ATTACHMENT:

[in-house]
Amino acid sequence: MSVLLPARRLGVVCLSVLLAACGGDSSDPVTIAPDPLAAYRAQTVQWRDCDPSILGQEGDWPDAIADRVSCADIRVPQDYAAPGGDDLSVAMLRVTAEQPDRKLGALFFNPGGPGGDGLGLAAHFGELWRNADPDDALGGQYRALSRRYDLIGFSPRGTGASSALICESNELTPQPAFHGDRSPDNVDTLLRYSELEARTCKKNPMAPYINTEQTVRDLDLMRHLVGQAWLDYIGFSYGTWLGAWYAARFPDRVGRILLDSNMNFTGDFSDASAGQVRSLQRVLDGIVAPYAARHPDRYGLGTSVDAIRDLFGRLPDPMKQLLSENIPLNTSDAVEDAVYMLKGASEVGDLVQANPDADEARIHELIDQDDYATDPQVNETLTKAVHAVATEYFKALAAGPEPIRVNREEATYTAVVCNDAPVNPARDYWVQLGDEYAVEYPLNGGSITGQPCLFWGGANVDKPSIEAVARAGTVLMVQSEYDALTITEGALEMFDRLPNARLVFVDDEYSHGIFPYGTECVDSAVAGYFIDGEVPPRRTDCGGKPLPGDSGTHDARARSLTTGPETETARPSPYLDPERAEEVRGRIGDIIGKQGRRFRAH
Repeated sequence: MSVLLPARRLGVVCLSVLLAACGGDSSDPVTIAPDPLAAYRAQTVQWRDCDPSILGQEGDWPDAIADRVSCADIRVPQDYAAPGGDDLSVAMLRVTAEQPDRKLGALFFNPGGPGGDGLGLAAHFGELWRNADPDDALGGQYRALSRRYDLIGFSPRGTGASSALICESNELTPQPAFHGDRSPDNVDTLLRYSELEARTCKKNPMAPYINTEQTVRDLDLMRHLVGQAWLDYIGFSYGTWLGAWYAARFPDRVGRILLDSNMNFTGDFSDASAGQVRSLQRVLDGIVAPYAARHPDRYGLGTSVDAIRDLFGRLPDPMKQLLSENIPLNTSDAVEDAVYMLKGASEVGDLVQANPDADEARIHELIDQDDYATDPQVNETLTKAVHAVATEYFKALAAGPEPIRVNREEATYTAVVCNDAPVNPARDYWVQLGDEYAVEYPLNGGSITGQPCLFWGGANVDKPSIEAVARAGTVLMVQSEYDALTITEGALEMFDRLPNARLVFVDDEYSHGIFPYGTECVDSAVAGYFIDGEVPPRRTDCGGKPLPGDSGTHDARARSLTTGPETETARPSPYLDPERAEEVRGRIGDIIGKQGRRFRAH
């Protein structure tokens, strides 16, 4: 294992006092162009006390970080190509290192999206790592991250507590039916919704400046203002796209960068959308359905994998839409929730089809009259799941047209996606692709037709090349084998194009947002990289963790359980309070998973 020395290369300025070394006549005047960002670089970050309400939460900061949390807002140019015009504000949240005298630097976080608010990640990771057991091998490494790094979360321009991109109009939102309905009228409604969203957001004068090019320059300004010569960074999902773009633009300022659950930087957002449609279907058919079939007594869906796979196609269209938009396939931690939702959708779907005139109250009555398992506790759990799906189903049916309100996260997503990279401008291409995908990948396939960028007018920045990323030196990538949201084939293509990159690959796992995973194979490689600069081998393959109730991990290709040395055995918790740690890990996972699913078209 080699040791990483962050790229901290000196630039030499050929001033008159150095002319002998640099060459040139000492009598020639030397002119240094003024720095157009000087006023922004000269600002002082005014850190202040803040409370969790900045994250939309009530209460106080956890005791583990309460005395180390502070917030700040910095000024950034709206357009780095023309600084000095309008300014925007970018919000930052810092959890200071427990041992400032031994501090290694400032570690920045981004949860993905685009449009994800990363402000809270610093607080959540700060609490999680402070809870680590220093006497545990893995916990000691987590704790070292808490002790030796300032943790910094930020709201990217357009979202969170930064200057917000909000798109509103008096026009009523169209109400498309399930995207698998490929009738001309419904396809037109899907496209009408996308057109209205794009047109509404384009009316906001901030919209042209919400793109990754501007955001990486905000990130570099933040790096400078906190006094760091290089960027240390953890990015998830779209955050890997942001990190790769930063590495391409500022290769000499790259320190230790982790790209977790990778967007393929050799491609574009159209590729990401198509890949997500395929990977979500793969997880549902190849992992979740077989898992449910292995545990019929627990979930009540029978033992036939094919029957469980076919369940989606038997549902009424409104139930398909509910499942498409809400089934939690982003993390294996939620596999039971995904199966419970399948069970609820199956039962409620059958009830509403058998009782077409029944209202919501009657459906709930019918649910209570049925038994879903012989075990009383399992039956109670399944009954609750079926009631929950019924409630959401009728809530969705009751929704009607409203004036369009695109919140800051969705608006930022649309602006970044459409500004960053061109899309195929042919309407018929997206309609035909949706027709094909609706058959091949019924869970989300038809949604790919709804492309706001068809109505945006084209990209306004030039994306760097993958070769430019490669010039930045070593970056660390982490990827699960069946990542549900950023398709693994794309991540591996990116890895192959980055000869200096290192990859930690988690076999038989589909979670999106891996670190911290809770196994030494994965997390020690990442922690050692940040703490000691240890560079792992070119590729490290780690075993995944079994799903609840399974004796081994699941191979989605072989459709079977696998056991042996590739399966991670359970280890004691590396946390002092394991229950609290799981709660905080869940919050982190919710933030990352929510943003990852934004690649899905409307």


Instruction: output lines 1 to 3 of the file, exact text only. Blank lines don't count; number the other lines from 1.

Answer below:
[in-house]
Amino acid sequence: MSVLLPARRLGVVCLSVLLAACGGDSSDPVTIAPDPLAAYRAQTVQWRDCDPSILGQEGDWPDAIADRVSCADIRVPQDYAAPGGDDLSVAMLRVTAEQPDRKLGALFFNPGGPGGDGLGLAAHFGELWRNADPDDALGGQYRALSRRYDLIGFSPRGTGASSALICESNELTPQPAFHGDRSPDNVDTLLRYSELEARTCKKNPMAPYINTEQTVRDLDLMRHLVGQAWLDYIGFSYGTWLGAWYAARFPDRVGRILLDSNMNFTGDFSDASAGQVRSLQRVLDGIVAPYAARHPDRYGLGTSVDAIRDLFGRLPDPMKQLLSENIPLNTSDAVEDAVYMLKGASEVGDLVQANPDADEARIHELIDQDDYATDPQVNETLTKAVHAVATEYFKALAAGPEPIRVNREEATYTAVVCNDAPVNPARDYWVQLGDEYAVEYPLNGGSITGQPCLFWGGANVDKPSIEAVARAGTVLMVQSEYDALTITEGALEMFDRLPNARLVFVDDEYSHGIFPYGTECVDSAVAGYFIDGEVPPRRTDCGGKPLPGDSGTHDARARSLTTGPETETARPSPYLDPERAEEVRGRIGDIIGKQGRRFRAH
Repeated sequence: MSVLLPARRLGVVCLSVLLAACGGDSSDPVTIAPDPLAAYRAQTVQWRDCDPSILGQEGDWPDAIADRVSCADIRVPQDYAAPGGDDLSVAMLRVTAEQPDRKLGALFFNPGGPGGDGLGLAAHFGELWRNADPDDALGGQYRALSRRYDLIGFSPRGTGASSALICESNELTPQPAFHGDRSPDNVDTLLRYSELEARTCKKNPMAPYINTEQTVRDLDLMRHLVGQAWLDYIGFSYGTWLGAWYAARFPDRVGRILLDSNMNFTGDFSDASAGQVRSLQRVLDGIVAPYAARHPDRYGLGTSVDAIRDLFGRLPDPMKQLLSENIPLNTSDAVEDAVYMLKGASEVGDLVQANPDADEARIHELIDQDDYATDPQVNETLTKAVHAVATEYFKALAAGPEPIRVNREEATYTAVVCNDAPVNPARDYWVQLGDEYAVEYPLNGGSITGQPCLFWGGANVDKPSIEAVARAGTVLMVQSEYDALTITEGALEMFDRLPNARLVFVDDEYSHGIFPYGTECVDSAVAGYFIDGEVPPRRTDCGGKPLPGDSGTHDARARSLTTGPETETARPSPYLDPERAEEVRGRIGDIIGKQGRRFRAH